Incentive-Enhancing Preferences in Higher Education: Motivation, Personality, and Learning
Posted: 27 Jun 2018 Last revised: 4 Dec 2018
Date Written: June 18, 2018
I use a randomized, controlled trial to test the efficacy of a goal-setting exercise to affect undergraduate student outcomes as mediated by their personal motivation — extrinsic versus intrinsic — and the mediating role (if any) played by personality traits and other characteristics. Motivation — extrinsic versus intrinsic — has been linked to differing responses with respect to policy changes that alter individual incentives. In addition, personality traits have been demonstrated to be reliable predictors of success (by many measures) across a wide variety of domains, including higher education. Researchers have found a wide variety of academic and non-academic measures to be reliable predictors of success in higher education, and that simple a simple goal-setting exercise contributes to improved student-level outcomes as measured by GPA. A large sample of first year students at a regional, state university are surveyed to collect individual measures that have been demonstrated to correlate with student success or failure. (To my knowledge, no other study has yet to collect and analyze data regarding both types of motivation — extrinsic versus intrinsic — and personality traits.) These students are randomly assigned to either a treatment group or control groups, and the treatment group is assigned a short series of goal setting exercises that have been shown to improve student outcomes in previous research. Economics educators understanding of the role that incentives play in undergraduate education might be improved if more is understood about the mediating effects of students’ motivation and personality traits.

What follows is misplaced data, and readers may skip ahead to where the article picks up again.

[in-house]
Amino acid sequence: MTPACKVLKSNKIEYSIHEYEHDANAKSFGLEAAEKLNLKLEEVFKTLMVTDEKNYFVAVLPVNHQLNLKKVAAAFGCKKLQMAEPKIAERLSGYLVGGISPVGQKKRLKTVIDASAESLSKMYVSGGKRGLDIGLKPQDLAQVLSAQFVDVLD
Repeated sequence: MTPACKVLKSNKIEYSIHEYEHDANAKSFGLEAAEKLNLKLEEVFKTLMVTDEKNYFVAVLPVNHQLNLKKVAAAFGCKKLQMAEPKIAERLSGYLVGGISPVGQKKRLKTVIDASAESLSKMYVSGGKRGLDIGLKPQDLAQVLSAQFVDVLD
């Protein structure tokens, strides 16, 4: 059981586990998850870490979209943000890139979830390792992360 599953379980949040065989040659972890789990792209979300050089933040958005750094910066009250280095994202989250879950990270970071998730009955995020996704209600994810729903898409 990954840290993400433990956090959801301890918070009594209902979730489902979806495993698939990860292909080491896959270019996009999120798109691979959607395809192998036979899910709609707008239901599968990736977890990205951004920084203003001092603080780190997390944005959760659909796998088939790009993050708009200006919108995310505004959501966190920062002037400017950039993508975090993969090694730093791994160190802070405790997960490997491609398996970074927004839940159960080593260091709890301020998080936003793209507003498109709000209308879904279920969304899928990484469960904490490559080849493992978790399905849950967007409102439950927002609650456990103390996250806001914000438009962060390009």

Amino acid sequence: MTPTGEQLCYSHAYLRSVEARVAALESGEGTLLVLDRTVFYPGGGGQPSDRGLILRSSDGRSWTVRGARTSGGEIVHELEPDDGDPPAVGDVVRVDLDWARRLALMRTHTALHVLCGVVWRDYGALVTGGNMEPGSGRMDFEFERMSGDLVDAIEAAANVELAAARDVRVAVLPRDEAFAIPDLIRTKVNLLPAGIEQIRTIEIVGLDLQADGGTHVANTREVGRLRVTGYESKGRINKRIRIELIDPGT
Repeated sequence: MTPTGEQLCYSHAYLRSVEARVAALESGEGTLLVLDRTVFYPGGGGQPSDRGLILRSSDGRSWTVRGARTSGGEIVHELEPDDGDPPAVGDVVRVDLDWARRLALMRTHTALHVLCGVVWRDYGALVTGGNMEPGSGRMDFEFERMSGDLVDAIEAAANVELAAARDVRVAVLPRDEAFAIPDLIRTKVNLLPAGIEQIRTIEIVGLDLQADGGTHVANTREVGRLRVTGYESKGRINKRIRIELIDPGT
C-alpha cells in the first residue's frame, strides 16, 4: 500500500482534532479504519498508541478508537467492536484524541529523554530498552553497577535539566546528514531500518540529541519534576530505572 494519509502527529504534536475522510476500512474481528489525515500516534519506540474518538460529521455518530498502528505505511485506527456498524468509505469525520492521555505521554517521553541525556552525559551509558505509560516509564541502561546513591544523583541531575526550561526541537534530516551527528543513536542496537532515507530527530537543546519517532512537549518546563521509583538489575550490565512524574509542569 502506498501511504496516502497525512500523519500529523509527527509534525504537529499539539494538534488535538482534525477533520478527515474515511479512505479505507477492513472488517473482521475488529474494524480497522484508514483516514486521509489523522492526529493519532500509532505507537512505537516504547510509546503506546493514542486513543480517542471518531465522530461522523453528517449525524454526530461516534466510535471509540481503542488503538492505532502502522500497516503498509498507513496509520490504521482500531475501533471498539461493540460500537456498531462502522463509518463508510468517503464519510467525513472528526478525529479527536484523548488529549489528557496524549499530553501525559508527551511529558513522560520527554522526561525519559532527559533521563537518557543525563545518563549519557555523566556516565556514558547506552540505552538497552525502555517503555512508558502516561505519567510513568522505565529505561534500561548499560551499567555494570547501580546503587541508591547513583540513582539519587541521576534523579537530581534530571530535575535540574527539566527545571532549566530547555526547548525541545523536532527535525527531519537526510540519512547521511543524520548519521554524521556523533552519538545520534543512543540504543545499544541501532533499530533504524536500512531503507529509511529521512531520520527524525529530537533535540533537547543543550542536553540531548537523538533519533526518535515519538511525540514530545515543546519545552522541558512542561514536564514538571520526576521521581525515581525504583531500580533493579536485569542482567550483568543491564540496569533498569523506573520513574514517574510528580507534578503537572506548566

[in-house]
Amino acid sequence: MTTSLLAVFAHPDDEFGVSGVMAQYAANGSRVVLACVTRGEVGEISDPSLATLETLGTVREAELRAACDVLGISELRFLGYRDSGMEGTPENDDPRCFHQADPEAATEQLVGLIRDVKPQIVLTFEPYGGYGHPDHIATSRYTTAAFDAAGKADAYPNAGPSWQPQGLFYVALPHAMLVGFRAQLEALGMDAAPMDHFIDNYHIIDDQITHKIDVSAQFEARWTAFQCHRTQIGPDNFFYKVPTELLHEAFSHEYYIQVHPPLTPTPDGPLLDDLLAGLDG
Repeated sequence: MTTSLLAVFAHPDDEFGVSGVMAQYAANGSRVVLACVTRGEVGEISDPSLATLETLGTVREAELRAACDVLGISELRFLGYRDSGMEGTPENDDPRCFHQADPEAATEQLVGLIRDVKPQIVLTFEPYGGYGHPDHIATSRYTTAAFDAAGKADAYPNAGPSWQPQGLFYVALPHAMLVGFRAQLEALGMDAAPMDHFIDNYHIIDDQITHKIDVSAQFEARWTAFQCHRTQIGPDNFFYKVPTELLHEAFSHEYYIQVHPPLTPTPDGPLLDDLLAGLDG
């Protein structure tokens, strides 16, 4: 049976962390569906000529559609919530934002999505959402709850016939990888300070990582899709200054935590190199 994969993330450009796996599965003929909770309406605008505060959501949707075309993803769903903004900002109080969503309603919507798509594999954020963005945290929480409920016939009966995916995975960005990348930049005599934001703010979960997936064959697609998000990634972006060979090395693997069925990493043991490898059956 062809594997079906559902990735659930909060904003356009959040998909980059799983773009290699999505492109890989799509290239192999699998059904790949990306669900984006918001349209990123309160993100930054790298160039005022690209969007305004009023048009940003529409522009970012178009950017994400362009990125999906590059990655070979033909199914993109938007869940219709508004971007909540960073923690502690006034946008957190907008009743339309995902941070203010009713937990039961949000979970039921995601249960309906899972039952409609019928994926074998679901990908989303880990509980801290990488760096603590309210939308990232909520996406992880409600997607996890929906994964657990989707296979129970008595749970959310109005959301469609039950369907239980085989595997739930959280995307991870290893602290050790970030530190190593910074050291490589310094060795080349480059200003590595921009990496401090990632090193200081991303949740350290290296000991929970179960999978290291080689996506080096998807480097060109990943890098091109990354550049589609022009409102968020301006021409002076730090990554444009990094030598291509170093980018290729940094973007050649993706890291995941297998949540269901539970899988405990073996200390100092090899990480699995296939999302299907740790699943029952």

Keywords: Economic Education and Teaching of Economics, Extrinsic Motivation, Intrinsic Motivation, Personality, Early Warning System, Student Retention
JEL Classification: I2, A2
Suggested Citation: Suggested Citation